Sunday, January 14, 2007

BOOK REVIEW: Crossing the chasm

Author: Geoffrey A Moore

Price: 17.95 USD

ISBN: 0-06-051712-3

This book is one of the all time classics in the high tech product marketing and Innovation. Its been in my 'reading list' for years together and one of my colleagues literally forced me to read this book in order to have interesting 'coffee-table' discussions. As a matter of fact we had multiple discussions and I got ample amount of insights into technology product marketing. This book provides a basic frame-work, where any technology and its growth can be fitted in.

To start with, what does it take to build great technology product and how to measure the success of any technology? The author introduces two key terms 'fad' and 'trend' to understand the consumer behavior, which is very key in innovating and marketing any technology product. The former (fad) is seen only among the small segment of people who are technology enthusiasts or special interest groups. These are the people who hook themselves to the latest gadget and start admiring its technology. They try out all the features and options given in the product. The later(trend) is when any particular product or technology is widely accepted by large pool of customers and it creates sustainable business around it. The success of any high tech product venture depends on how quickly and successfully it is able to change the 'fad' to a 'trend' and sustain it. In order to achieve this transformation, one should understand how the new technology is adopted by the customers. In order to do that, the author introduces the terminology 'Technology adaptation life cycle'. This is all about understanding how the technology would be adapted by various types of customers. This categorization is based on the psychological nature of various customers.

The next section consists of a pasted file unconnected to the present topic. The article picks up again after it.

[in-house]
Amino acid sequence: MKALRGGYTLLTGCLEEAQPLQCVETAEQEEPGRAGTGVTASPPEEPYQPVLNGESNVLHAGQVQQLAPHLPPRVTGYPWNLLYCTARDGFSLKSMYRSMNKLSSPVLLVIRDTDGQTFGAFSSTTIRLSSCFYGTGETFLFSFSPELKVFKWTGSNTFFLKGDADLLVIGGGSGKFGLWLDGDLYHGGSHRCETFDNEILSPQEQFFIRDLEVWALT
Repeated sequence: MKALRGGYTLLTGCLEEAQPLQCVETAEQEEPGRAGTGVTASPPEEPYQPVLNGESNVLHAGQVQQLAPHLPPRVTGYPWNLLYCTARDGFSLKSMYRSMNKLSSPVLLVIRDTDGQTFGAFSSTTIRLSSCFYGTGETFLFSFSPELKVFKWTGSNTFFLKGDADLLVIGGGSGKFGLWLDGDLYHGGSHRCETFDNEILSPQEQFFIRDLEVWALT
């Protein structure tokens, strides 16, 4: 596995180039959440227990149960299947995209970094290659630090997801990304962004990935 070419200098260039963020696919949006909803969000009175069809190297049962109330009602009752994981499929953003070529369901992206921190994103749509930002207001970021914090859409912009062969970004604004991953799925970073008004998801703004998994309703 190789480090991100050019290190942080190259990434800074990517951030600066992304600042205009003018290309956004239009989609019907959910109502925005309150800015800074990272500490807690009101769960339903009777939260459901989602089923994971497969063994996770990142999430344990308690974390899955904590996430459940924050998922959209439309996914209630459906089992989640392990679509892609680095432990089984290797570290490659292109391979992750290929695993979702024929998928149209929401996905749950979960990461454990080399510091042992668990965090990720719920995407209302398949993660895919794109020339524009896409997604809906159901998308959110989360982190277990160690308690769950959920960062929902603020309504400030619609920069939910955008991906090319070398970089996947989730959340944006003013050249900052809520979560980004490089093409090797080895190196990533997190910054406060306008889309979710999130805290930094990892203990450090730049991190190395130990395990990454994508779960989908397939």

Before getting into the categorization, the author classifies the high tech innovation into continuous and discontinuous innovation. The continuous are the ones which bring incremental changes to the existing product or service. Whereas the discontinuous innovations brings in big leap changes, which totally change the way we do things. For example the Google's gmail is a continuous innovation, which brought excellent new features like unlimited storage, excellent user interface, labeling the email etc. Whereas hotmail is a discontinuous innovation, by bringing in mail access to via the Internet. The challenge in high tech marketing brings in huge amount as marketing these discontinuous innovations require change in the customer behavior. So the main objective of the marketing is to bring in a 'compelling reason' to buy the product. In order to bring in that compelling reason it is important to understand the various customers.